If you’re a regular reader of this slice of pop culture pie, you might be surprised by today’s week-opener. Perhaps you should get comfortable, put down the vape pen and pull over to the shoulder. We’ll discuss your driving habits later.

I’m very disappointed Dan DiDio is no longer co-publisher at DC Comics… even though I still don’t understand how you can have “co-publishers.” But that is not something we’ll discuss later. It’s Publishing, and that’s the next town over from Chinatown.

On many occasions I have used this vessel of bubbling hot ether to criticize Dan and DC – and Marvel, for that matter – for being too quick on the reboot pedal. I won’t repeat myself at this time (except in my sleep) because you get it. You might not agree, which is fine, you might agree, which is fun, or you might be somewhere in between. No matter. I remain disappointed.

As I have only a limited ability to convincingly blow smoke up a great many asses simultaneously, I shall share my reasons. First, and most important, as publisher Dan was not afraid of trying out new things and new approaches. Because necessity is indeed the mother of invention, this is – to me – is the most important skill set a publisher can have… and Mark Waid, who has just taken a similar position at Humanoids, Inc. should consider this license.

Wednesday Comics, the most ambitious endeavor DC had undertaken this century, was created by Mark Chairello when Dan was DC’s executive editor; he green-lit it, which is part of the job. Mark said Dan (and then-publisher Paul Levitz; DC goes through more publishers than CatCo) were constantly after him to edit something. He sure did.

I could cite many more examples – his interest in many of DC’s lesser-known characters led to some wonderful character revivals. Every such example entails risk, and if too many of those risks do not pay off, one’s job can be handed over to somebody else. It also provides fodder for Brutus when corporate politics goes nuts. Of course, corporate politics is a self-replicating virus that it is nuts – and almost always is anti-creative. Publishing is a very risky business.

It’s also one that does not inure to the expansion of your database of friends. Not everybody is going to accept your weird ideas, particularly when someone thinks that their toes are being tread on. Imagine how Curt Swan might have felt when he was offed from Superman.

Fact is, Dan has quite a reputation as a nice guy. From his many associates and his great many convention appearances, it is clear he is the real thing… unless, perhaps, you feel it is your ox who is about to be gored. Sadly, that comes with the job.

My personal experiences with DiDio are limited. He was overwhelmingly kind to me at his Suicide Squad movie pre-party and at the world premiere; I hadn’t worked for DC for a while, and he was under no obligation to be so swell. Sometime later, I was at my old pal Jamie Graham’s booth – Graham Crackers, get it? – at some comic book convention (after over a half-century, they all run together), and Dan was there, diving through the long boxes trying to complete his collection of Marvel ComicsWhere Monsters Dwell – which, after all, was a reprint title. He looked up, very slightly embarrassed, and pointed out that he was, after all, a comics fan and collector.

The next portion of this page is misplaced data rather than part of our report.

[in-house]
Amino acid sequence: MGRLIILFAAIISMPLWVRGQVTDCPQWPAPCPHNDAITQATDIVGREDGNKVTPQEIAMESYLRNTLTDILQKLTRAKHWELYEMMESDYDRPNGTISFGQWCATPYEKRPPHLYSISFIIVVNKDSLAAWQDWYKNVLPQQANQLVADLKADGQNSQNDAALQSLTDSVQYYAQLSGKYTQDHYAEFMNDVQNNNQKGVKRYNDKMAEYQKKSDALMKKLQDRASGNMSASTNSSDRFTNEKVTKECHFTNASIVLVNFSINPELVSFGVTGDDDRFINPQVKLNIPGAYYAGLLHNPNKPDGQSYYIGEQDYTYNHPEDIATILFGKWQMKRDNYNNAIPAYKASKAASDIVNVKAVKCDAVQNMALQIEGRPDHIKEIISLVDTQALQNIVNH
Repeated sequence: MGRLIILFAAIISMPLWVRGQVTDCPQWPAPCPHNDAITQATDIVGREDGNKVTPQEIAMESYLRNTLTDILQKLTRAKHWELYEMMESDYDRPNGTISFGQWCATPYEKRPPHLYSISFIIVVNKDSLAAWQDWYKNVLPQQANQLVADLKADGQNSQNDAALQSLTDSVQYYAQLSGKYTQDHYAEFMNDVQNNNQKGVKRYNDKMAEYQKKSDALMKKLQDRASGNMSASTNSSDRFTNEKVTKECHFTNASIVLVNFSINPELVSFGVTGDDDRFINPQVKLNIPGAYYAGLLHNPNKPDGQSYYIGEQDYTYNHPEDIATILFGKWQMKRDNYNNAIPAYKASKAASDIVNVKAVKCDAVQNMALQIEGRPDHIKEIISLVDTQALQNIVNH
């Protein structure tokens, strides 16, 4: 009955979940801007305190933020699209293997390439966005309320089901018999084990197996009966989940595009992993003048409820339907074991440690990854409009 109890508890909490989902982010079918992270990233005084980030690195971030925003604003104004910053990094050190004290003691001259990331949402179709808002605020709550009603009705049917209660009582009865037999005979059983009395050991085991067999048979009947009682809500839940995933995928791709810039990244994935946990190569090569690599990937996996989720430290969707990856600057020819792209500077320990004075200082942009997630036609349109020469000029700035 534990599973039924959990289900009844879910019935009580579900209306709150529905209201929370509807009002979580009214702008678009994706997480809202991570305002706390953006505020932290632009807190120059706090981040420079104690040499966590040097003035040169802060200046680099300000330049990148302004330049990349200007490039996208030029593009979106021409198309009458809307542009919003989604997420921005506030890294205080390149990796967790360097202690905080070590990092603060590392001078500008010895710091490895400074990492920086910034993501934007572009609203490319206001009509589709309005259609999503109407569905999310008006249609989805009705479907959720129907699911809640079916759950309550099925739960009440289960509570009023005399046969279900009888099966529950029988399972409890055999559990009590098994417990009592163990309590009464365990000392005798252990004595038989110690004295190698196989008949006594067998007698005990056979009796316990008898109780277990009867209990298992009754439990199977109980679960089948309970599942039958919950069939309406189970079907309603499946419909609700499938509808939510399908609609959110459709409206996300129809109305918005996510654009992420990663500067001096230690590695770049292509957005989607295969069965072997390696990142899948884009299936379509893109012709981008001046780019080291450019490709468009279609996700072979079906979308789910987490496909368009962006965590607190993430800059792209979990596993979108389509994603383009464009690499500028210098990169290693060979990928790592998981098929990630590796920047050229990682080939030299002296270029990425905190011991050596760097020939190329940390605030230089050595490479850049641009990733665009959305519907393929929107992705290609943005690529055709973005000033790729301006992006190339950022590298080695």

Damn straight, pal! That should be in every comics publisher’s job description. Every single one. And here’s the best reason: whenever corporate brings in somebody from Earth-Prime who thinks publishing comic books is the same as publishing greeting cards or hawking toothpaste, they fail. Always. They also make asses of themselves.

The good publishers only make asses of themselves when it sells comic books. That’s called “priorities.”

Should Dan have been fired? I don’t know. There are plenty of rumors, but decades ago I learned such rumors are at best untrustworthy and, more likely, complete bullshit. I don’t know. You don’t know. I wouldn’t be surprised if DiDio still doesn’t know the complete story. Did I mention corporate politics are so revulsive I wouldn’t be surprised if AT&T eventually hires Donald Trump for the gig?

I hope Dan remains in the comics racket. So many long boxes, so little time.

Brainiac On Banjo #042: We’re Not Getting Mad…

Brainiac On Banjo #042: We’re Not Getting Mad…

All your children are poor unfortunate victims of lies you believe / A plague upon your ignorance that keeps the young from the truth they deserve. – Frank Zappa, “What’s The Ugliest Part of Your Body?”

For those who have been following the long and lingering death of Mad Magazine, a couple days ago things took another turn for the worse when it was announced that after two more inventory-burning issues, the legendary publication would stop running new material.

That’s sad. 67 years ago Mad changed the nature of our culture, being the first comic book to confront our nation’s culture and its many foibles head-on. It was an important part of a vital movement in the 1950s spawned by innovators such as Lenny Bruce, Dick Gregory, Second City, Ernie Kovacs and Moms Mabley. Mad was all the more important by being the first specifically oriented to those not yet old enough to vote. Continue reading “Brainiac On Banjo #042: We’re Not Getting Mad…”

Brainiac On Banjo #040: Stream On, Big Media, Stream On…

Brainiac On Banjo #040: Stream On, Big Media, Stream On…

Frequent readers of Brainiac On Banjo (seriously; there must be something better for you to do) have been absorbing my incessant prattle about streaming media for a while now. Yeah, I think it’s important. Streaming is bringing about the biggest sea-change to the entertainment world since we dropped the atom bomb.

“Really?” you might ask. “Bigger than television? Bigger than VCRs/DVRs? Even bigger than microwave popcorn? Why?” Well, that’s a fair question, and thank you for asking.

It took television a while to become big. In constant dollars, tiny TV sets cost a lot of money, the image was low-resolution and often full of “ghost” images, and the youngest person in the room had to stand by the set holding the antenna in the proper position in order to watch anything. The sundry video recorders, mechanical and virtual, freed the viewer from a strict allegiance to the clock, and microwave popcorn saved Indiana from certain economic doom.

Steaming has taken time-control one step further: content creators no longer have to fight for a Donald Trump-sized handful of open slots on the broadcast networks. Cable television no longer is a monopoly unless it is your only source of wi-fi. It’s launched an employment boon for actors, producers, writers and other such entertainment reprobates. Continue reading “Brainiac On Banjo #040: Stream On, Big Media, Stream On…”